Making Life Concessions
Nevertheless, the reality that a disease is sapping Krukow of his strength and there is nothing he can do to stop it is a bitter pill to swallow.
“I think that it’s frustrating for an athlete to lose their body,” says Krukow, punctuating his thought, as he often does, with a thump of his cane to the floor. “Because you take for granted as you go through life the things that you can do easily. After my career as a baseball player, I just transitioned right into golf, which I played a lot, then snowboarding, which I had never done—we got up on the hill, and it was just the coolest thing.”
That has all ground to a halt. Gone are the long days on the links and the mornings carving slopes at North Tahoe resorts, as well as the slew of outdoor activities that Krukow—who is always up for something new—never got a chance to tackle.
“I can’t walk in the sand with my wife,” Krukow says. “She takes a beach walk, she’s on her own… We had other aspirations to do these long treks and bike rides, things that were physical.
“And then when I had to deal with this,” he adds with a cane thump, “then all of a sudden you start scratching them—the aspirations—off the list. So, there are life concessions that you make all the time. But, it’s what you deal with when you deal with disease, and there’s a lot of people that deal with it.”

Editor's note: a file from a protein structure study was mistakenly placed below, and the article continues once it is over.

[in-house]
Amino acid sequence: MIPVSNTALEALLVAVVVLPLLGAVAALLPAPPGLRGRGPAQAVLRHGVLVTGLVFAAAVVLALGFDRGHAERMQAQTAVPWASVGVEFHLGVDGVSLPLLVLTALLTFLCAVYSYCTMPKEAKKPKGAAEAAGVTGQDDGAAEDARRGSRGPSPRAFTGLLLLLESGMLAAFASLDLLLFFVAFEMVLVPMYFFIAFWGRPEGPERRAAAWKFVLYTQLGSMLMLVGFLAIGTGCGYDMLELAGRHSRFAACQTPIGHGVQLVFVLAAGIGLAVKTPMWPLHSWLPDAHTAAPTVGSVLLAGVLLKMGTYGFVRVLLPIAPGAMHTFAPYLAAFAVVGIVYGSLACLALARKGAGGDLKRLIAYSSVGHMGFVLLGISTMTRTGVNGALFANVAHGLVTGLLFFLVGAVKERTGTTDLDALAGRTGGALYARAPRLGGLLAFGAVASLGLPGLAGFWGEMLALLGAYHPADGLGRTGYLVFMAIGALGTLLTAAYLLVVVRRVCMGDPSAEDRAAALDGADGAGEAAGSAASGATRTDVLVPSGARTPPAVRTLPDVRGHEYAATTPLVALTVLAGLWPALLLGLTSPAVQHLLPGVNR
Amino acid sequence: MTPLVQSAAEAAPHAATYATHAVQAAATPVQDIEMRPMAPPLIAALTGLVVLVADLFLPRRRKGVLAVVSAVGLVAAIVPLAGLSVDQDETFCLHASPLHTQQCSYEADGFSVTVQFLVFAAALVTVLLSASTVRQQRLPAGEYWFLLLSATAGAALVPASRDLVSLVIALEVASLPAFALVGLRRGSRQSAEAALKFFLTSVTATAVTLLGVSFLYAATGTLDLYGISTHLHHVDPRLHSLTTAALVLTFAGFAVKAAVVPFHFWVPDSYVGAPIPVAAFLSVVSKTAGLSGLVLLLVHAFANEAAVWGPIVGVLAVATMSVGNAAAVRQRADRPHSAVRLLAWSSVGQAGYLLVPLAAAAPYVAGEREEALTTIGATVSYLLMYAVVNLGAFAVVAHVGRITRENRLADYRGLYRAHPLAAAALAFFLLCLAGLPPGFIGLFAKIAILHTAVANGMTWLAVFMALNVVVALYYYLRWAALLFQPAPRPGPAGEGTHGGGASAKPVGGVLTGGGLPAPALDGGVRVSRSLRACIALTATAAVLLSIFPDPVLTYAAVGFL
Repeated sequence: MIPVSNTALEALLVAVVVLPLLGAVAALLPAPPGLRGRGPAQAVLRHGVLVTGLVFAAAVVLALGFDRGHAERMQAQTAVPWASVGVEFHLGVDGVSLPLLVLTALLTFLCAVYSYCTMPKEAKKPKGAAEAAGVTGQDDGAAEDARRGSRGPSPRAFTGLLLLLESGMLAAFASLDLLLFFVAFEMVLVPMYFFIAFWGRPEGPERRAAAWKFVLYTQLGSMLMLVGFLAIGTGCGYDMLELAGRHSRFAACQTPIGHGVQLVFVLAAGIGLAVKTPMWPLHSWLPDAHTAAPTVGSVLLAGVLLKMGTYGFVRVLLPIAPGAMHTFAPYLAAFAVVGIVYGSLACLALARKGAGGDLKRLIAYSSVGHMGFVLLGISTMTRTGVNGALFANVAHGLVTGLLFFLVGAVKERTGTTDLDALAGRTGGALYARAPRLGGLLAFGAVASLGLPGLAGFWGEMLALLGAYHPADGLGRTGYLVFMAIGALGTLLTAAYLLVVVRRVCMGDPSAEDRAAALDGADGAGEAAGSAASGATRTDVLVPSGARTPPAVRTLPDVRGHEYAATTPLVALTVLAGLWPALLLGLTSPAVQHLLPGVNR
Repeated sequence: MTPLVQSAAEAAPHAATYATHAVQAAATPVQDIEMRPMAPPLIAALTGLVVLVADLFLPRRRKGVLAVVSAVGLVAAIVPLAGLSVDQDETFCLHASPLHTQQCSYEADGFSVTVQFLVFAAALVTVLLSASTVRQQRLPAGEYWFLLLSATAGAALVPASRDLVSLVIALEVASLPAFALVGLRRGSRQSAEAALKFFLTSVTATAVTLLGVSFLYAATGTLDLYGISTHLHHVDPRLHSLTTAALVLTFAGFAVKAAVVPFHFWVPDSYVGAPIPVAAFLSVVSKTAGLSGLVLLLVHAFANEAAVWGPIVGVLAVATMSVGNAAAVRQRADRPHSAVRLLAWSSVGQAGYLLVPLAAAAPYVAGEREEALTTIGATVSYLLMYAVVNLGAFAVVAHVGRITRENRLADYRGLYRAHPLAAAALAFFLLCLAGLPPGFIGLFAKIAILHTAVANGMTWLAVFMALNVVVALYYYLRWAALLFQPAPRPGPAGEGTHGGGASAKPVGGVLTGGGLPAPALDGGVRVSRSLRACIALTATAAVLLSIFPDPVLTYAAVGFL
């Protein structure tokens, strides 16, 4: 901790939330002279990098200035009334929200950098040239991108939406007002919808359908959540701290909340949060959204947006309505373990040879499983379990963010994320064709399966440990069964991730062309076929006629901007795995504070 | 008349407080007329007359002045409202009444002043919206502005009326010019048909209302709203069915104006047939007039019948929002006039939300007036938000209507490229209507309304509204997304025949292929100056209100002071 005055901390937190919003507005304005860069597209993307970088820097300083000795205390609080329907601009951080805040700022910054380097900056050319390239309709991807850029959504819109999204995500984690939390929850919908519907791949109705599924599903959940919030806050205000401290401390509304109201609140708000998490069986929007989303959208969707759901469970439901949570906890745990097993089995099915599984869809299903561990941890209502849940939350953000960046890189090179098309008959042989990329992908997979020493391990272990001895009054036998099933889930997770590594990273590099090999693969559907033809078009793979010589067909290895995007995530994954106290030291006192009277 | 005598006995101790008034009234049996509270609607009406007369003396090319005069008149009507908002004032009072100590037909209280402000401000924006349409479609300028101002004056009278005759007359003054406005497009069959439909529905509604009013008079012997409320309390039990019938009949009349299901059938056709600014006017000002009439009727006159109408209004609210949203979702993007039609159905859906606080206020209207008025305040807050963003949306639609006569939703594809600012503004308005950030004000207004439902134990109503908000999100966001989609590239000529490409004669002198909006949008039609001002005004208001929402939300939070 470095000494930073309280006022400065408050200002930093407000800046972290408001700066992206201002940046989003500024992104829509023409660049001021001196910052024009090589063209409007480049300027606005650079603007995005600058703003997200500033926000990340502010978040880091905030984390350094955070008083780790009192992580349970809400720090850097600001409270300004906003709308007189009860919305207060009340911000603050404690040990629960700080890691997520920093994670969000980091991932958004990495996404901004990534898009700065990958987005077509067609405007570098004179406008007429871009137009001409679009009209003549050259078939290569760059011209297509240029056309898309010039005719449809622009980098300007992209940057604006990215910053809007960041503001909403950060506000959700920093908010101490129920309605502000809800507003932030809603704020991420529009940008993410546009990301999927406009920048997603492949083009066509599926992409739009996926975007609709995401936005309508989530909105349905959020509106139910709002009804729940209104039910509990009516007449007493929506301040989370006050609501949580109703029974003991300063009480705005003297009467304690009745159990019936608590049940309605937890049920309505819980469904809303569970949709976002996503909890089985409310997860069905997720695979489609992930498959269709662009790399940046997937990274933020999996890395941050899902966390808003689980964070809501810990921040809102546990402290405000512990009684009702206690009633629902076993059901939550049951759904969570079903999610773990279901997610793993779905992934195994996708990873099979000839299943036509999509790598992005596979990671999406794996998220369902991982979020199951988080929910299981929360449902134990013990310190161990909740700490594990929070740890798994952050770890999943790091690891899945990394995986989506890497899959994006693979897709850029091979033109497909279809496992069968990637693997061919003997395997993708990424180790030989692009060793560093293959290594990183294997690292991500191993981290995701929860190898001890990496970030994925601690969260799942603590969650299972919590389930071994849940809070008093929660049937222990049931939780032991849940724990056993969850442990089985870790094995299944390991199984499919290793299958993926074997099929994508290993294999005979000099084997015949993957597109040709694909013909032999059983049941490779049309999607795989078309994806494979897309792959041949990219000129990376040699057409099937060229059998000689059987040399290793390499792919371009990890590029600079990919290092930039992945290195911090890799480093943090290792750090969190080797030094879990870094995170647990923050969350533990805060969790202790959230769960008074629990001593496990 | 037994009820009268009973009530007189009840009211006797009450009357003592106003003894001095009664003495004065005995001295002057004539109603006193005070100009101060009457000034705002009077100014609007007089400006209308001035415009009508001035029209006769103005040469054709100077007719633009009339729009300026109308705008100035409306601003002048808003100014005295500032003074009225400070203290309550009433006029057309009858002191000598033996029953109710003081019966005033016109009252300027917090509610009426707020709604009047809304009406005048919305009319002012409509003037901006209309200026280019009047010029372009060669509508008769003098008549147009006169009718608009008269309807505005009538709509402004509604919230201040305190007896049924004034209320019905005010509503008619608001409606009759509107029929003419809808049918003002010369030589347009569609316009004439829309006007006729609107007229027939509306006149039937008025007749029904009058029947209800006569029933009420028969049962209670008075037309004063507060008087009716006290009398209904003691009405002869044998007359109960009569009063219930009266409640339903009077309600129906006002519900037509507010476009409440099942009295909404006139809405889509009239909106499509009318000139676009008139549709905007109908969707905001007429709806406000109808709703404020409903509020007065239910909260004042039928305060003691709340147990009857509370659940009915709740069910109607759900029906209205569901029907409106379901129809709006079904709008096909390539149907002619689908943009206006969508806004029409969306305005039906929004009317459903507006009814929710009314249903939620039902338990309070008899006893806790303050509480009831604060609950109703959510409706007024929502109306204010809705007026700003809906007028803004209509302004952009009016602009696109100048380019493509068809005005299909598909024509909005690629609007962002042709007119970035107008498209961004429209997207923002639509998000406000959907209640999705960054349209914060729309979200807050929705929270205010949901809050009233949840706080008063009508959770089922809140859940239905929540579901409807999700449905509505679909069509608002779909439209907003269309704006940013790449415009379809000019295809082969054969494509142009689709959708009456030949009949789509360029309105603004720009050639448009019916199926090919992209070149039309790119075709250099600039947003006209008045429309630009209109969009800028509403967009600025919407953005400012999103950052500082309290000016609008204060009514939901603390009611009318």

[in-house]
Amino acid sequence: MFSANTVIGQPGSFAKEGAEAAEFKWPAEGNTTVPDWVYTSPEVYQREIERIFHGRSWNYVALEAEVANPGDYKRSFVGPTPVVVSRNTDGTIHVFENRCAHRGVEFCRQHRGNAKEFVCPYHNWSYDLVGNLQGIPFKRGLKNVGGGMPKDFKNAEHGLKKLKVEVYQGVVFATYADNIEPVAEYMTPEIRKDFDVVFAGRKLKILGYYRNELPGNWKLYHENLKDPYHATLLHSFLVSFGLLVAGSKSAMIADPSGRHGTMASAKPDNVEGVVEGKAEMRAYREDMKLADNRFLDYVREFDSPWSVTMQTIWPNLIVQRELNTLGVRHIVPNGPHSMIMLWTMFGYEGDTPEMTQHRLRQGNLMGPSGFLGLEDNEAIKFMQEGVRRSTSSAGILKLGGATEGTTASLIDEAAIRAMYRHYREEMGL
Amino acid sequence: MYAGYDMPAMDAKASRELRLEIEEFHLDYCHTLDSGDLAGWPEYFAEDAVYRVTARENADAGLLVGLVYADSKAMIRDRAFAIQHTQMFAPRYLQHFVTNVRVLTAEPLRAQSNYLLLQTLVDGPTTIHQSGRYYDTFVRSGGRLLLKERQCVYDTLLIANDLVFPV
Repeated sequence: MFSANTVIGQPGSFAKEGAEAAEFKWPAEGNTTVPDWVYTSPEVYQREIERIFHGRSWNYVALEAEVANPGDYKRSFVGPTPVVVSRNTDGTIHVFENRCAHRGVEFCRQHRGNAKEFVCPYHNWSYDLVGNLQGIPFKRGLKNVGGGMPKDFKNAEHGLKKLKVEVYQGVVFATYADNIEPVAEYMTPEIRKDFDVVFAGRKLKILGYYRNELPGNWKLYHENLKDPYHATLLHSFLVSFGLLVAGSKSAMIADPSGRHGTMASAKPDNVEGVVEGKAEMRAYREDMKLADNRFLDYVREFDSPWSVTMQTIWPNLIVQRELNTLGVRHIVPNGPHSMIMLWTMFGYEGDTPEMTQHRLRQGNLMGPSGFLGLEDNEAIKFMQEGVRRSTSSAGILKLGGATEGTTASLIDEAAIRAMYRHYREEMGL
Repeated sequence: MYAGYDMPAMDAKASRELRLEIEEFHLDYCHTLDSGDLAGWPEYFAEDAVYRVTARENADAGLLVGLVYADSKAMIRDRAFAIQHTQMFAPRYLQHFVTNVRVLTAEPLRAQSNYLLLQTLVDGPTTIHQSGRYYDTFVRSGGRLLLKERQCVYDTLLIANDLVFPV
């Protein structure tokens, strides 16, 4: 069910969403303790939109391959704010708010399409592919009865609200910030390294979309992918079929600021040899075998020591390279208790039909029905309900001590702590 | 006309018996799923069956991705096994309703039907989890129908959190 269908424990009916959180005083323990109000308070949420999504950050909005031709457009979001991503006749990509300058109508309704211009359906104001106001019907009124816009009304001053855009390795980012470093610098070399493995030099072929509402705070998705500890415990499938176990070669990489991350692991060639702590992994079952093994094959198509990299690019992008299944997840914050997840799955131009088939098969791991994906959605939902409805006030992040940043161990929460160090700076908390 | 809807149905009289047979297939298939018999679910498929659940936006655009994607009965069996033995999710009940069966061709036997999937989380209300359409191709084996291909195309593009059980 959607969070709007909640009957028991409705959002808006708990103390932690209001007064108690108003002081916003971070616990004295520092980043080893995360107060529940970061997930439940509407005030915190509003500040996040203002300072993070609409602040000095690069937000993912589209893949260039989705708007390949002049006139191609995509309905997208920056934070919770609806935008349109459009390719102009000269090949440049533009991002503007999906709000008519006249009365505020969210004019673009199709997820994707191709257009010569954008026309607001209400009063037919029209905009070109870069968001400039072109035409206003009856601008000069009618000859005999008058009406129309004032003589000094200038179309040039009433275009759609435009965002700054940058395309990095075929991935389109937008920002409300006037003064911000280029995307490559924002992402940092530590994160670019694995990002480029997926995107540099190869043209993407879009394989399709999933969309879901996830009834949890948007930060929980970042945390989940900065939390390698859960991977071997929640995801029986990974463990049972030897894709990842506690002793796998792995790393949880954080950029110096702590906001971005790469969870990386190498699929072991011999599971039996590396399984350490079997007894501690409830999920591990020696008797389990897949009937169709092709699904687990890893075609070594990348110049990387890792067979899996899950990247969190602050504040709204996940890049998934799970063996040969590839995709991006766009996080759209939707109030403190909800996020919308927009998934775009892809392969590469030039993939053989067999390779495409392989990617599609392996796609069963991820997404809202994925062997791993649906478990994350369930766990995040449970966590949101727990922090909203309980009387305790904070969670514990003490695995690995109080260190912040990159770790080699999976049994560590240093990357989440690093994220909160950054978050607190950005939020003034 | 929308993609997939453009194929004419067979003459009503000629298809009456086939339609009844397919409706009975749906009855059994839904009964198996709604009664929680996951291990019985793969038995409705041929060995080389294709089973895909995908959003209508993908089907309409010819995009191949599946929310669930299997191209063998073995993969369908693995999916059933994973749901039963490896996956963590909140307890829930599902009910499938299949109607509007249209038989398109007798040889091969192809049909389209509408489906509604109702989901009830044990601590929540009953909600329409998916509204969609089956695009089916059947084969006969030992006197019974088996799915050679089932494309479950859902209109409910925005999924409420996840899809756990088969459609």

Now, Krukow says, the “nuts and bolts of the daily grind” are everyday hurdles to clear. Getting up off the couch, putting on shoes, getting out of the car, things once done subconsciously, now take extra energy and focus to perform.
“You live in fear of falling with this disease I have,” says Krukow, adding that his biggest fear is falling down in the middle of Dodger Stadium’s parking lot, “where there’s nothing.”
“So you’re always looking for your escape route,” he continues. “If I go down here, what can I get up with? You can’t just stand up; you’ve got to have something you can use to pull yourself up off the ground. You kind of have to calculate each step and each movement. It slows you down.
“You’re going to be on a cane, then you’re going to be on a walker, then you’re going to be in a [wheelchair]. That’s kind of what happens with this thing.”
Krukow is a talented musician. Here, he plays a Recording King resonator guitar in his Reno home, photo by Kaleb M. Roedel